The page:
Hedge Fund Industry Trends: 2010 and Beyond

Post-crisis rebound boosts industry recruitment

Heidrick & Struggles

The following excerpted notes and observations are from a recent report on employment trends in the hedge fund industry by leading advisory firm Heidrick & Struggles.

Search/recruiting activity
Q4: Significant increase in hedge fund hiring across all functional roles, especially portfolio management and marketing/distribution. Talent inventory for senior Long/Short Equity talent decreases significantly, we estimate over 80% of Long/Short Equity PM and Global Macro talent and marketing/distribution professionals re-absorbed and in good/stable employment situations; around 50% available Event-Driven senior talent re-absorbed into similar such situations.

Q4 and 2010: Post-TARP bank brain-drain reversal of fortune. Continued significant increase in hiring at most large banks/proprietary trading firms; hedge fund talent also being absorbed by asset management firms, family offices, pensions, endowments, foundations, incubation/seeding platforms, sovereign wealth funds (ex: C.I.C and S.A.F.E.) and most recently the SEC. We expect compensation bidding wars to return in 2010 though not at the levels prior to Summer/Fall 2008.

Long/Short Equity talent being absorbed throughout the industry, from the largest firms (SAC, Millennium, Citadel, etc.) to proprietary trading banks, asset management firms, sovereign wealth funds and seeding/incubation platforms. Global Macro talent being absorbed by large macro firms (Brevan Howard, Moore Capital, etc) and by estimated 65 new Macro fund launches in 2009.

Emergence/re-emergence of seeding funds Blackstone Alternative Asset Management and Morgan Stanley’s newly launched incubation vehicle in Q4 and numerous other incubation funds. Also, significant lift in funding of emerging managers by legends of the industry: Tiger Management/Julian Robertson, Soros/George Soros, SAC/Steven Cohen, Millennium/ Israel Englander, Blackstone, Man Group, Citadel/PioneerPath Capital. Seeding platforms and incubation platforms actively set for 2010 deals.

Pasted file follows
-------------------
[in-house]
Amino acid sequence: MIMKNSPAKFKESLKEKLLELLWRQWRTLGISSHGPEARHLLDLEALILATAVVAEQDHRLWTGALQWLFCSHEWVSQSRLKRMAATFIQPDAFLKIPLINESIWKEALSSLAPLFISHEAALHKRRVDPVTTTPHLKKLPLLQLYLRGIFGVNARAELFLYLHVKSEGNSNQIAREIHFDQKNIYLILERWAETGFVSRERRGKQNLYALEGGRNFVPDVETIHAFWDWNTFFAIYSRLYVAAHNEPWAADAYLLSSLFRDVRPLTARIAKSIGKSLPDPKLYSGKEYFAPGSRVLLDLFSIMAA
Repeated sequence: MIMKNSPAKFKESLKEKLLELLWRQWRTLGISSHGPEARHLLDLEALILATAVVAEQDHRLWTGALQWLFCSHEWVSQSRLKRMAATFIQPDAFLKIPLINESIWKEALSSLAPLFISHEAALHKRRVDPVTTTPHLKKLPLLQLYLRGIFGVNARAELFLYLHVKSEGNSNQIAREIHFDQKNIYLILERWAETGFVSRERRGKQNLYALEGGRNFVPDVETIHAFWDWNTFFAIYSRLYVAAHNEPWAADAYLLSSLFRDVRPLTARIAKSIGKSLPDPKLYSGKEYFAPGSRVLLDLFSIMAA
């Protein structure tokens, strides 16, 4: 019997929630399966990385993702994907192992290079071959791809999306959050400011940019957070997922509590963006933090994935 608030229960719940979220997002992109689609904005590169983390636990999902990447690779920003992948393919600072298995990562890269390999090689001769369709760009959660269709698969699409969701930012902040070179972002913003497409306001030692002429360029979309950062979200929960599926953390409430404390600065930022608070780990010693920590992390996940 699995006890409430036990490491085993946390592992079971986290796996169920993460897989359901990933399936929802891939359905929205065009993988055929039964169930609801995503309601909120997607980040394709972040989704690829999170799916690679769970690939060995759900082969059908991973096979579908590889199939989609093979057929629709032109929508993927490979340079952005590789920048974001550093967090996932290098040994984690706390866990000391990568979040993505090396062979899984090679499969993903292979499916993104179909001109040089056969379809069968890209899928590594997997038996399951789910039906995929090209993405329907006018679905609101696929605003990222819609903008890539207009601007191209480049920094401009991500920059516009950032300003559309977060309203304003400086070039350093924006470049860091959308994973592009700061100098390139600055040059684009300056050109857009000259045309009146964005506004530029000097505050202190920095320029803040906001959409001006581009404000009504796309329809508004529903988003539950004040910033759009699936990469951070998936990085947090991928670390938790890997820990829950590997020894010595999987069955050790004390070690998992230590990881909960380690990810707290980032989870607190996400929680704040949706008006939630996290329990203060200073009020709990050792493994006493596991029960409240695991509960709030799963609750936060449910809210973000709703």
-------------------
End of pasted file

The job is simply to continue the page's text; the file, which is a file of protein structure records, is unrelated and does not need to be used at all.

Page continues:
Top tier, new fund launches in Equities, Macro, Commodities, from best pedigreed players: Tudor, Raptor, Moore SAC, Pequot alumni, etc. Only ‘A’ players getting funded, ‘B’ players no longer getting funded. Shift however from 2008 multi-billion dollar launches to 2009 hundred million dollar launches. We expect to see recently launched funds reach the billion dollar mark more regularly in 2010, though not with the frequency of 2008 launches and as a result of performance combined with raises.

Well-known existing high profile hedge funds launching new funds: AQR, Brevan Howard, Paulson & Co, Marathon Asset Management, Citadel, Harbinger, Kellner Dileo, Ospraie, Tontine Partners, Raptor Capital, Noble Partners, Caxton.

New business roles
Throughout the year we have also seen continued activity in classic Business Development/Strategic Planning roles. These BD roles continually evolving as the industry evolves. In BD roles, candidate typically spending portion of time on core internal operations, from marketing to operations and personnel, and majority of time on new business development – from seeding deals, to strategic fund raising, and associated new structures (ex: UCITS, Long Only funds, SMAs, global initiatives, etc) to tap into new assets and allocations. Such BD roles are sometimes held by the current or incoming firm or divisional COO.

Marketing/distribution hiring has been extremely active throughout the year – with continued need for experienced sales and marketing professionals – as firms hoping to capture sidelined assets, new assets (ex: retail) and assets from poorer performing funds.
Firms are gearing up for the “best fundraising opportunity in two years.” Demand for marketers with corporate and public plan track records is very high.